Classics Season.

I don't religiously watch professional races like I used to. I still follow them though, reading online race reports and occasionally watching streaming videos of portions of select races. There aren't many races I actively go out of my way to watch, and all of them are Northern Classics.
Something about the all-or-nothing nature of the one-day cobbled Classics in Northern France and Belgium really speaks to me on a primal level. Usually contenders make one huge move and then bury themselves in the effort. The smallest mistake or bit of bad luck and your race is over. Conditions are often brutal, leaving riders physically and mentally wrecked when they climb off their bikes. There is no tomorrow.
Don't get me wrong, I'm no Flandrian hard man. A single secteur of pave would likely wreck me for a month. I do ride in a bit of wind, rain, and on less-than-perfect roads, but 250km of the sort of pounding they endure at Roubaix? Not me. Maybe to a Southern Californian crit specialist my riding habits would seem downright Belgian, but anybody with any sense would know the difference. I'm a dainty little flower.
Still, that's the sort of race that inspires me to get on the bike and flail out of admiration for those with actual determination and ability. Stage races like the Tour just don't inspire me in the same way, even if an animator like Contador is willing to go on the attack. They seem somehow... sterile, at least in comparison to the brutality of a Northern Classic.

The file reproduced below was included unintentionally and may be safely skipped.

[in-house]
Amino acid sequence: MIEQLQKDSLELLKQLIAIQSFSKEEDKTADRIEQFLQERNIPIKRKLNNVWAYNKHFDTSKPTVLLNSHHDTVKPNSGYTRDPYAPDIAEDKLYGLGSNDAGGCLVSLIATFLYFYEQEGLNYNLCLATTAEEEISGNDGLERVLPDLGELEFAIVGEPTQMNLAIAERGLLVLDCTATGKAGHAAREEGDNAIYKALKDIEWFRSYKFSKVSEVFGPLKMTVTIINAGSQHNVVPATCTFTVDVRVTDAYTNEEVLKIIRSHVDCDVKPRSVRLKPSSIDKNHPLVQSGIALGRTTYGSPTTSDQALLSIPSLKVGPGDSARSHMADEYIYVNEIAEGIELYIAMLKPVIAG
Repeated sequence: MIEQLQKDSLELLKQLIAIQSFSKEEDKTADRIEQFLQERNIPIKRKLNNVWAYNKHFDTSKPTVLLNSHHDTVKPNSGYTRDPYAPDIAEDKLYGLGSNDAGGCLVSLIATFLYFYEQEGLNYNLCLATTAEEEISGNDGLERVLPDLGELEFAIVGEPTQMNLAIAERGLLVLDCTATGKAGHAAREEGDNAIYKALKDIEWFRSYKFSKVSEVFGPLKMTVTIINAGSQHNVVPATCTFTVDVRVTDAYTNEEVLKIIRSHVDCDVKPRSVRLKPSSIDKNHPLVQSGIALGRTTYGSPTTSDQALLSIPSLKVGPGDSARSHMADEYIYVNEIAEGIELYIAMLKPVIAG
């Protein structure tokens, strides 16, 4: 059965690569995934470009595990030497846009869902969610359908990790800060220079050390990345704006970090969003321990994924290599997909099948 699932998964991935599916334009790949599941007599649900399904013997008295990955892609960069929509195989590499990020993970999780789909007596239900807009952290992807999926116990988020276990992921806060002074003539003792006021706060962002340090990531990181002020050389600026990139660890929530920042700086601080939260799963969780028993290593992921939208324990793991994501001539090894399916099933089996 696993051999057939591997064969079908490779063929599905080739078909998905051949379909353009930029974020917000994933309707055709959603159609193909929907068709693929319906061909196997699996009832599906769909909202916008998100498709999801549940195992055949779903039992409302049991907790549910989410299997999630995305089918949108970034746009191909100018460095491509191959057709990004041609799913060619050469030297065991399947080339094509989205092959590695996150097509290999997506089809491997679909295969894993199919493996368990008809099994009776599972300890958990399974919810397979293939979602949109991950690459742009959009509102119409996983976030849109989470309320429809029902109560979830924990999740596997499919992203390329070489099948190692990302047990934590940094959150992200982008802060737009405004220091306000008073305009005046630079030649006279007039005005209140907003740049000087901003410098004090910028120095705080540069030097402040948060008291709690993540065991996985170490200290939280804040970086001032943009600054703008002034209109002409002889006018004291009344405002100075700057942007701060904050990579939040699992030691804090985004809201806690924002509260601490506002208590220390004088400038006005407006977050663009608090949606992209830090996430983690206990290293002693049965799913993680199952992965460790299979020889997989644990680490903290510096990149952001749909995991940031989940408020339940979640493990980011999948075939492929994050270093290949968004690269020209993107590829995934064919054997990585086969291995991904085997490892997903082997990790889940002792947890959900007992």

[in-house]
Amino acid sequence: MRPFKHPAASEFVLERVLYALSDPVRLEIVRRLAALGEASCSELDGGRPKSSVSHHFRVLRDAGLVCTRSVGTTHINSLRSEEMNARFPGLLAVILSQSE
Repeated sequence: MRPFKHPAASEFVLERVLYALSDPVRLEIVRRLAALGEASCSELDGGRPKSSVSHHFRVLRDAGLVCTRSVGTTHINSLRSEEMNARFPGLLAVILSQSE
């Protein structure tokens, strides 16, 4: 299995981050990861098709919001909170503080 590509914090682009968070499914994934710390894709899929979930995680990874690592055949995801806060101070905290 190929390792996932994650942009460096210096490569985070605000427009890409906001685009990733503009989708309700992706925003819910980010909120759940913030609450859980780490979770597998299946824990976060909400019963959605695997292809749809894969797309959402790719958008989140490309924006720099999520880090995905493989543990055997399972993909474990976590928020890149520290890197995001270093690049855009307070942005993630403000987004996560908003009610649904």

To be honest, I'm not much of a spectator. I'd rather be doing an activity than watching one. I'm not like a NFL fan who comes in Monday morning and talks about how "we" won the big game. No, "they", the highly-paid professionals, won the game. "We" sat on the couch, flicked Dorito crumbs off of our bellies, and whined about how much the professionals are overrated. There's a subtle difference somewhere in there. 
I will be watching during the Classics, though, if only for inspiration. It makes the cold, rainy rides easier.


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